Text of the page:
The Upper Limit of the Periodic Table
The Periodic Table has been acknowledged as one of the most influential keys to understanding modern chemistry. A wealth of information is organized into a readily interpretable array of essential atomic data. Since the days of Dmitri Mendeleev, who is credited with arranging our modern periodic table on the basis of physical similarities, atomic physicists have drastically extended the number of elements by the preparation of artificial elements. These are atoms not found naturally on Earth due to radioactive decay instability but have been created synthetically by atomic bombardment and collisions.
The very first synthetic element was the result of many years of searching for the elusive missing element to be inserted between molybdenum and ruthenium, an omission noted and a space left open by Mendeleev. Many efforts claiming to have identified element #43 were made but not substantiated. Conclusive evidence for the production of a new element was made by Emilio Segré and Carlo Perrier in 1937 after they collided molybdenum atoms with the heavy isotope of hydrogen known as deuterium. Later trace amounts of technetium were identified among the decay products of uranium fission. The name technetium was chosen from the Greek word for artificial.
The next synthetic element, #61, promethium, was produced by a similar method. Jakob Marinsky and Larry Glendenin at MIT bombarded neodymium atoms with neutrons obtained as byproducts of uranium decay. Their 1946 announcement named the new element after the mythological Prometheus, who, according to legend was responsible for bringing fire to mankind.
The decade of the 1940’s also marked the creation of the first trans-uranium element. Neptunium was the result of Berkeley scientists Edwin McMillan and Philip Abelson colliding uranium with neutrons as was the concurrent production of element 94, named plutonium in the sequence correlating with the modern group of solar system planets. One name suggested for element 94 was “extremium” offering the proposition that this artificially produced element was the upper limit or heaviest possible atom.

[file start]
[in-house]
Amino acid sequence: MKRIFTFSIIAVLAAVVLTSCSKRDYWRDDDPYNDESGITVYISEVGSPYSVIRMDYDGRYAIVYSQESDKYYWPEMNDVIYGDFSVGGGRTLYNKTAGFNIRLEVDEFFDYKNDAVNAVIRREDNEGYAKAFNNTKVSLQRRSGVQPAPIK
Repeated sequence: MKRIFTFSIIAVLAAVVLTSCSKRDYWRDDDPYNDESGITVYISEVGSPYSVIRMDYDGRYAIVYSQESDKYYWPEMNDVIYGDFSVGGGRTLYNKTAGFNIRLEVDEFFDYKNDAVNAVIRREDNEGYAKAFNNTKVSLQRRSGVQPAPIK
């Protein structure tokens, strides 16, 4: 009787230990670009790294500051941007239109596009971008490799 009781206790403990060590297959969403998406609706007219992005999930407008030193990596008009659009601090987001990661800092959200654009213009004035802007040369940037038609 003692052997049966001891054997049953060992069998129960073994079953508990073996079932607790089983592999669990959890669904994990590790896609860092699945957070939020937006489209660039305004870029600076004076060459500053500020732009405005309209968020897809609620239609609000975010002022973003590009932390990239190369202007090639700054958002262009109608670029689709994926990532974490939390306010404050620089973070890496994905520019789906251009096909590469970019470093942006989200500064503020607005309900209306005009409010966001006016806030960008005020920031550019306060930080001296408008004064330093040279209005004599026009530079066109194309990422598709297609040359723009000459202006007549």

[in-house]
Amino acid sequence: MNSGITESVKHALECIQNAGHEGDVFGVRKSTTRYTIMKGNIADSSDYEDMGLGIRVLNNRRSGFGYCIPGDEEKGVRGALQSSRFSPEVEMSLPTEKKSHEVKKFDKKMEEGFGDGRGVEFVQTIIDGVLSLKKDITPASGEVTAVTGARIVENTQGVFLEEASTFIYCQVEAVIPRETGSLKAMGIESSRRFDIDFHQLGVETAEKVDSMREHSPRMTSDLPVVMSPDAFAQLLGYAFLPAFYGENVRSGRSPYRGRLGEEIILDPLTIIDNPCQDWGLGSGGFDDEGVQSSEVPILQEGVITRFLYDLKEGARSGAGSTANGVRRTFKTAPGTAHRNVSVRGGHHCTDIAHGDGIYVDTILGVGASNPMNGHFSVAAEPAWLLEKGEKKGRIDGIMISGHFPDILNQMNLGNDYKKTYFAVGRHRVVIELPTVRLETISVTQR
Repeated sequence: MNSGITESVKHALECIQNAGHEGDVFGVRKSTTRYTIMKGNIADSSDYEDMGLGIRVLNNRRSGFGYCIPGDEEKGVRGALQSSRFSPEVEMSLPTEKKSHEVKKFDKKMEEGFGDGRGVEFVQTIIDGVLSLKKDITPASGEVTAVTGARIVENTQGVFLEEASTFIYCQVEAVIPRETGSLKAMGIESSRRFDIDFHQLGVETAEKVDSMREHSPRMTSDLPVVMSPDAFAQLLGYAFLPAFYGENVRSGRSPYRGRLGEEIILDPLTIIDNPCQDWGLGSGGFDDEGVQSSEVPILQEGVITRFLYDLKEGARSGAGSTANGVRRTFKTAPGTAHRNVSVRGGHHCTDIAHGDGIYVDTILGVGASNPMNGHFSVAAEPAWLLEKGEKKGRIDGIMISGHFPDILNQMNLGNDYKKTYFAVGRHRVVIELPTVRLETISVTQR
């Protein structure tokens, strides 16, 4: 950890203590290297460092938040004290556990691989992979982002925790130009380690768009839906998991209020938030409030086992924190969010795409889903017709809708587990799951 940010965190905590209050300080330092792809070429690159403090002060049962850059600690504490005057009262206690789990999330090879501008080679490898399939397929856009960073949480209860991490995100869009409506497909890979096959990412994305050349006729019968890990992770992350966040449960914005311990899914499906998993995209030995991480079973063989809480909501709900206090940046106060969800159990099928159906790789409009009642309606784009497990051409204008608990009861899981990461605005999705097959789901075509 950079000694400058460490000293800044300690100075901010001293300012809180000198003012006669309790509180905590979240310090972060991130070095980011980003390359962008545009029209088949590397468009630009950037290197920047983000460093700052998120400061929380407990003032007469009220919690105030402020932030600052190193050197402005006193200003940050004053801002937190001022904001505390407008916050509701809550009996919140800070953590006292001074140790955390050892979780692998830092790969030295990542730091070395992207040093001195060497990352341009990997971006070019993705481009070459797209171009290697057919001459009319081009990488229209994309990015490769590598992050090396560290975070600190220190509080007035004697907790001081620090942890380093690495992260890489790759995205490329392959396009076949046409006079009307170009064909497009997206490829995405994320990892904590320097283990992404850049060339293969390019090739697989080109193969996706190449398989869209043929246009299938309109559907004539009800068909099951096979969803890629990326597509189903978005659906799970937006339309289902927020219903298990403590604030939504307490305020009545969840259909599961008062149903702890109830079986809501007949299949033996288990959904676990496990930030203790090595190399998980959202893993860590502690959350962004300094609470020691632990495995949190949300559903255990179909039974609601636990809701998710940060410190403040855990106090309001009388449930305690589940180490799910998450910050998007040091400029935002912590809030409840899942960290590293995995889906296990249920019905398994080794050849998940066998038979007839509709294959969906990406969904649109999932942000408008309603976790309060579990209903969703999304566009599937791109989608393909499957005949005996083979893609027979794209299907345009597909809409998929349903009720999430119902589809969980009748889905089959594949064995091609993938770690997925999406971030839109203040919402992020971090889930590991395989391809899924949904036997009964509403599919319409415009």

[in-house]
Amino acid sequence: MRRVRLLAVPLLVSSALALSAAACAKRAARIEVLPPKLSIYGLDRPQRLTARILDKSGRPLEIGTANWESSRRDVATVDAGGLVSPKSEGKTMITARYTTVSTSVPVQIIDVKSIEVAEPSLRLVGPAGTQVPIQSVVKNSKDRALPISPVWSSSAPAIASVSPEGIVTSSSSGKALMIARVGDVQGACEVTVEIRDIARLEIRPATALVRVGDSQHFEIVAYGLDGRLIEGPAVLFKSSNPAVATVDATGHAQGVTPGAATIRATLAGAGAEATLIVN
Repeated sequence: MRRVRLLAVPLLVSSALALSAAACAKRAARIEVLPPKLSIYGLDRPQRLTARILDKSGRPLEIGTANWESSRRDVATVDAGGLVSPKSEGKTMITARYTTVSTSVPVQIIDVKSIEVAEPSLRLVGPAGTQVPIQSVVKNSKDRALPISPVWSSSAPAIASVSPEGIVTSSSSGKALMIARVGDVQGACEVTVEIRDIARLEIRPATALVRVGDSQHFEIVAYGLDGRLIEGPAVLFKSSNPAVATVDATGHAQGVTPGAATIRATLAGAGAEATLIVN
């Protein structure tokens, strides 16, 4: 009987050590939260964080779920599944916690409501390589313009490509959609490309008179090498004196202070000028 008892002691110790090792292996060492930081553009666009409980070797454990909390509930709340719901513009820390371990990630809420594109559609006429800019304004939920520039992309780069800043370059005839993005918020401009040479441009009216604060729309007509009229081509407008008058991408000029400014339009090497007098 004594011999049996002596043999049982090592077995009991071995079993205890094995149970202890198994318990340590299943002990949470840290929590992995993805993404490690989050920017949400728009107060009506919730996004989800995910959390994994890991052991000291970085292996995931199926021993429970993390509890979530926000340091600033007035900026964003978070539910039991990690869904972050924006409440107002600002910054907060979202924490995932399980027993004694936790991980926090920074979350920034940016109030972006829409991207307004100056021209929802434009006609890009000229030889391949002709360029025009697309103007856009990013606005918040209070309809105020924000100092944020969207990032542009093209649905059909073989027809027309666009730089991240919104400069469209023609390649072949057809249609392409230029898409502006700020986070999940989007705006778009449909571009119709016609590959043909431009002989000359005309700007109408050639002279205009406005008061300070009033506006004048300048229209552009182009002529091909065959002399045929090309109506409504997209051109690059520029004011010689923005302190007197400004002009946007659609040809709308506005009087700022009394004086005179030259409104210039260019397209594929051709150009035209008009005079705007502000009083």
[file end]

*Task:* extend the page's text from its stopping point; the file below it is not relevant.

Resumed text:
Since that time, the quest for producing super-heavy elements has continued with the question of where and when that upper limit, if it exists, will be reached. Currently, (2009) the as-yet unnamed Element 118, a member of the noble gas family, maintains its status as the heaviest element. Three atoms of element 118 were reportedly created by fusing californium atoms with calcium atoms in 2006 at Lawrence Livermore Laboratory. In the last year, claims suggesting the existence of Element 122 have also been reported but as yet, experimental replications have failed to reproduce this evidence.
Is there an upper limit to the periodic table? The intrinsic instability with respect to nuclear decay appears to limit the production of elements with atomic numbers greater than that of uranium. Most of the trans-uranium elements have extremely short half-lives and very limited production quantities. Attempting to load the tiny atomic nucleus with 100+ protons appears to provide a barrier that may have reached its synthetic limit.